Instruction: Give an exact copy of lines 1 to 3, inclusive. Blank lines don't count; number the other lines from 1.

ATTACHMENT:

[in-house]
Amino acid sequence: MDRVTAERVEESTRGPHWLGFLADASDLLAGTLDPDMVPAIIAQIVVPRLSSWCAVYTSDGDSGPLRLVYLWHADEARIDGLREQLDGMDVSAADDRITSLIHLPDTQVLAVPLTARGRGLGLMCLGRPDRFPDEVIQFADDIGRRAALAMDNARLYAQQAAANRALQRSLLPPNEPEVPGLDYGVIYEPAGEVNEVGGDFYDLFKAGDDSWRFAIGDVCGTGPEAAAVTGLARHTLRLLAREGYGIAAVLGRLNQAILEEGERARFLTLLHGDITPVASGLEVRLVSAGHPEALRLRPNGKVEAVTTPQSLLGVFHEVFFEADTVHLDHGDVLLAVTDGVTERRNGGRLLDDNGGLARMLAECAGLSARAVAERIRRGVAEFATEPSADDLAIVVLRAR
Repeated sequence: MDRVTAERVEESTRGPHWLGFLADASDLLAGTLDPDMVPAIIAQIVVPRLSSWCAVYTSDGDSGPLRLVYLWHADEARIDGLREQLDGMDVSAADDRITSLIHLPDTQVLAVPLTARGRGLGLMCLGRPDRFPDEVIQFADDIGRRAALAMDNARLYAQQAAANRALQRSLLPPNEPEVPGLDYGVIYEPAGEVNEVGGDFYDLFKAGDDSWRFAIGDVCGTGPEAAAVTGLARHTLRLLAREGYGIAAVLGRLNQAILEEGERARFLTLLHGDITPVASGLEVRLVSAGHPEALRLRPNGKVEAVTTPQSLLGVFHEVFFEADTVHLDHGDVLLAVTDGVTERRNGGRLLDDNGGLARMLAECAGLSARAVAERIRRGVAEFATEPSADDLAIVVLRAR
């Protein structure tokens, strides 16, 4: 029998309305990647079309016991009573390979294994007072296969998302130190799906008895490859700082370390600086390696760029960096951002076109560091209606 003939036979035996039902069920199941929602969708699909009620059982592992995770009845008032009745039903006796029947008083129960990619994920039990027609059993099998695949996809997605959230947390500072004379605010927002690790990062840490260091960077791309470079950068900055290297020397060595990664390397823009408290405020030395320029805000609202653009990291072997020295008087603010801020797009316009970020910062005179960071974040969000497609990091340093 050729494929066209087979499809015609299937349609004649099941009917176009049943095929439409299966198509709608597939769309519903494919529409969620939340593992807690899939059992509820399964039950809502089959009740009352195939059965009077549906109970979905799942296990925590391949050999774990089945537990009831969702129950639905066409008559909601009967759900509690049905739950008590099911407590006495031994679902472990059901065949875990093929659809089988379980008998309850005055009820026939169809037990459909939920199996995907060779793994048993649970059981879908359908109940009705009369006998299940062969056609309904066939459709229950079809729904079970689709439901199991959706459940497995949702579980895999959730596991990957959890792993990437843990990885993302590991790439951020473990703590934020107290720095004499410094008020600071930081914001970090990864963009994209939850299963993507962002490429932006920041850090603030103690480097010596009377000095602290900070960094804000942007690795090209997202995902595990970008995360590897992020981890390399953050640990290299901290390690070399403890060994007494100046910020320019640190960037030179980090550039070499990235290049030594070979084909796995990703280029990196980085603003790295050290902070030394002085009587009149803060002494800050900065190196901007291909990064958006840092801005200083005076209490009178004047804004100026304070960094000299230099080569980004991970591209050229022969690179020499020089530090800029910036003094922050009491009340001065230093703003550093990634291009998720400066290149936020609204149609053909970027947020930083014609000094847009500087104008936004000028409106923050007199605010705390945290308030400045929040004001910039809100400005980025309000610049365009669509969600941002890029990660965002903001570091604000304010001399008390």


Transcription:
[in-house]
Amino acid sequence: MDRVTAERVEESTRGPHWLGFLADASDLLAGTLDPDMVPAIIAQIVVPRLSSWCAVYTSDGDSGPLRLVYLWHADEARIDGLREQLDGMDVSAADDRITSLIHLPDTQVLAVPLTARGRGLGLMCLGRPDRFPDEVIQFADDIGRRAALAMDNARLYAQQAAANRALQRSLLPPNEPEVPGLDYGVIYEPAGEVNEVGGDFYDLFKAGDDSWRFAIGDVCGTGPEAAAVTGLARHTLRLLAREGYGIAAVLGRLNQAILEEGERARFLTLLHGDITPVASGLEVRLVSAGHPEALRLRPNGKVEAVTTPQSLLGVFHEVFFEADTVHLDHGDVLLAVTDGVTERRNGGRLLDDNGGLARMLAECAGLSARAVAERIRRGVAEFATEPSADDLAIVVLRAR
Repeated sequence: MDRVTAERVEESTRGPHWLGFLADASDLLAGTLDPDMVPAIIAQIVVPRLSSWCAVYTSDGDSGPLRLVYLWHADEARIDGLREQLDGMDVSAADDRITSLIHLPDTQVLAVPLTARGRGLGLMCLGRPDRFPDEVIQFADDIGRRAALAMDNARLYAQQAAANRALQRSLLPPNEPEVPGLDYGVIYEPAGEVNEVGGDFYDLFKAGDDSWRFAIGDVCGTGPEAAAVTGLARHTLRLLAREGYGIAAVLGRLNQAILEEGERARFLTLLHGDITPVASGLEVRLVSAGHPEALRLRPNGKVEAVTTPQSLLGVFHEVFFEADTVHLDHGDVLLAVTDGVTERRNGGRLLDDNGGLARMLAECAGLSARAVAERIRRGVAEFATEPSADDLAIVVLRAR